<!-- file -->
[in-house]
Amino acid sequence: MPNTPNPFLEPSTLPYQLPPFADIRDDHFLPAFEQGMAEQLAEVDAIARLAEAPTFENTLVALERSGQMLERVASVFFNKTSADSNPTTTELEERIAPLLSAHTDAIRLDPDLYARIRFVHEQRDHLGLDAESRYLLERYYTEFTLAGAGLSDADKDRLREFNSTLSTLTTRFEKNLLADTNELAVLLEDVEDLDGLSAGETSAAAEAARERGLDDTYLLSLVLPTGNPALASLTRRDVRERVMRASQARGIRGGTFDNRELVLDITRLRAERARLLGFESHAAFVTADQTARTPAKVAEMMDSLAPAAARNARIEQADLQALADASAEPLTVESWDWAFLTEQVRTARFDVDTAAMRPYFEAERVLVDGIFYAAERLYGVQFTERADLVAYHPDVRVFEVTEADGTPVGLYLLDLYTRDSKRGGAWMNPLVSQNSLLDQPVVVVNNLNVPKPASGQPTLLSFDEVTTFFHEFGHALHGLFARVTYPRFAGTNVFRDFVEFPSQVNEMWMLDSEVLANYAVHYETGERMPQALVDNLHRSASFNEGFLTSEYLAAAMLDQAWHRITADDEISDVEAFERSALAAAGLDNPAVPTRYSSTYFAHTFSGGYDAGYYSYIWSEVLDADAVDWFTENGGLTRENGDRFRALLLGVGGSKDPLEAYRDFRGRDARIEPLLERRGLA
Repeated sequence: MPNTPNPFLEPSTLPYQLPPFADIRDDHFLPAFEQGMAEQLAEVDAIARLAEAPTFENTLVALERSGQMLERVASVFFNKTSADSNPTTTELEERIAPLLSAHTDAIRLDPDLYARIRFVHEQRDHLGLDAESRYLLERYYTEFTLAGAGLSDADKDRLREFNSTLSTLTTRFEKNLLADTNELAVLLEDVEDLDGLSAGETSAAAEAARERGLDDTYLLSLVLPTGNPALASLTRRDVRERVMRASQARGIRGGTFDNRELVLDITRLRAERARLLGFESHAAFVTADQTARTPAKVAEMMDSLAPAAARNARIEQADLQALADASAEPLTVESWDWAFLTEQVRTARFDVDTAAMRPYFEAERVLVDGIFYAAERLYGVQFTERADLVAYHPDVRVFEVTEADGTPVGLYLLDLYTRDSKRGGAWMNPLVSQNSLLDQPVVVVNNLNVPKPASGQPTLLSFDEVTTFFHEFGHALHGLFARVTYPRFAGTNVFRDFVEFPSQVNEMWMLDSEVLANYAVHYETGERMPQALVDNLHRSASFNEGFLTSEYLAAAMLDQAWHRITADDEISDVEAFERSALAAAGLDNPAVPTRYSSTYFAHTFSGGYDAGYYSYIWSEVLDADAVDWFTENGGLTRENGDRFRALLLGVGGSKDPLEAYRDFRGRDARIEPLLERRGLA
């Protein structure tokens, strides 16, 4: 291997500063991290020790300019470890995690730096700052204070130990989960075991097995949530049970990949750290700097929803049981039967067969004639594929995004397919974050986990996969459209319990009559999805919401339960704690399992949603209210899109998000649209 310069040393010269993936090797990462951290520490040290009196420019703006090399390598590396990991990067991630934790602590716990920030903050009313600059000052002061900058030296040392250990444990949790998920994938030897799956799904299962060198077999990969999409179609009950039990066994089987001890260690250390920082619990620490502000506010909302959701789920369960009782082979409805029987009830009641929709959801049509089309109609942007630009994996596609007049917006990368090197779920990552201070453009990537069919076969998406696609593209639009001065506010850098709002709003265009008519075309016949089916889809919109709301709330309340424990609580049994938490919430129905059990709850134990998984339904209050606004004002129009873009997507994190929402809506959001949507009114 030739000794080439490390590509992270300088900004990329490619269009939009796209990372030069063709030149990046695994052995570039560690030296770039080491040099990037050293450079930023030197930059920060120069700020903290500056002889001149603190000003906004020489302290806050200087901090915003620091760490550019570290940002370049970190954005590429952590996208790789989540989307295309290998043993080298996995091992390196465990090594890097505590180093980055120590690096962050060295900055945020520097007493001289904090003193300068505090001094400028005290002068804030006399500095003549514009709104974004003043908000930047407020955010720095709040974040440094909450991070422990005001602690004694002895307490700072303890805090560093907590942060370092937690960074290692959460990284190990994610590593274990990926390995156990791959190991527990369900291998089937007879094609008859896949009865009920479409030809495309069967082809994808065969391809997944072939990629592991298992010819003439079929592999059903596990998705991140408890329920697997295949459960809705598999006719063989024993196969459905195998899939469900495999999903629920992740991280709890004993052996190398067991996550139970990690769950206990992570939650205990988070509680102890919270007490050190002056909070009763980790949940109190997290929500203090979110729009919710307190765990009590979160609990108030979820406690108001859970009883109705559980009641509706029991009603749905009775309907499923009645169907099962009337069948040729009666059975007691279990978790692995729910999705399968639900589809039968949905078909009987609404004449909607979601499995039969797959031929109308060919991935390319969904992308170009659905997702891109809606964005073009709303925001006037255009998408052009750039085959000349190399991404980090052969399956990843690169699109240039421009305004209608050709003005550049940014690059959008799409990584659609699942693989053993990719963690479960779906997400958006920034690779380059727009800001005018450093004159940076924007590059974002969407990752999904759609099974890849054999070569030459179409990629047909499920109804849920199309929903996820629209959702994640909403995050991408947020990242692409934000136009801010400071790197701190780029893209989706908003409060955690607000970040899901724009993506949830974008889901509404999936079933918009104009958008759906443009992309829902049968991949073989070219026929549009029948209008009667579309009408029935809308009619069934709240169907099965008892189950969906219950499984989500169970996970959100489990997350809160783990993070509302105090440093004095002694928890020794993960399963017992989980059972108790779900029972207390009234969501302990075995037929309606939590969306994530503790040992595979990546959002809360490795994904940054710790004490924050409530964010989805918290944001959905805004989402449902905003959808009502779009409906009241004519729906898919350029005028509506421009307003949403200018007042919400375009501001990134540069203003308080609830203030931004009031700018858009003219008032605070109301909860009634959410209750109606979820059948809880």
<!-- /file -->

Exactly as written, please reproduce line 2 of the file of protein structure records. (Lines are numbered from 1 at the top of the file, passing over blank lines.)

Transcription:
Amino acid sequence: MPNTPNPFLEPSTLPYQLPPFADIRDDHFLPAFEQGMAEQLAEVDAIARLAEAPTFENTLVALERSGQMLERVASVFFNKTSADSNPTTTELEERIAPLLSAHTDAIRLDPDLYARIRFVHEQRDHLGLDAESRYLLERYYTEFTLAGAGLSDADKDRLREFNSTLSTLTTRFEKNLLADTNELAVLLEDVEDLDGLSAGETSAAAEAARERGLDDTYLLSLVLPTGNPALASLTRRDVRERVMRASQARGIRGGTFDNRELVLDITRLRAERARLLGFESHAAFVTADQTARTPAKVAEMMDSLAPAAARNARIEQADLQALADASAEPLTVESWDWAFLTEQVRTARFDVDTAAMRPYFEAERVLVDGIFYAAERLYGVQFTERADLVAYHPDVRVFEVTEADGTPVGLYLLDLYTRDSKRGGAWMNPLVSQNSLLDQPVVVVNNLNVPKPASGQPTLLSFDEVTTFFHEFGHALHGLFARVTYPRFAGTNVFRDFVEFPSQVNEMWMLDSEVLANYAVHYETGERMPQALVDNLHRSASFNEGFLTSEYLAAAMLDQAWHRITADDEISDVEAFERSALAAAGLDNPAVPTRYSSTYFAHTFSGGYDAGYYSYIWSEVLDADAVDWFTENGGLTRENGDRFRALLLGVGGSKDPLEAYRDFRGRDARIEPLLERRGLA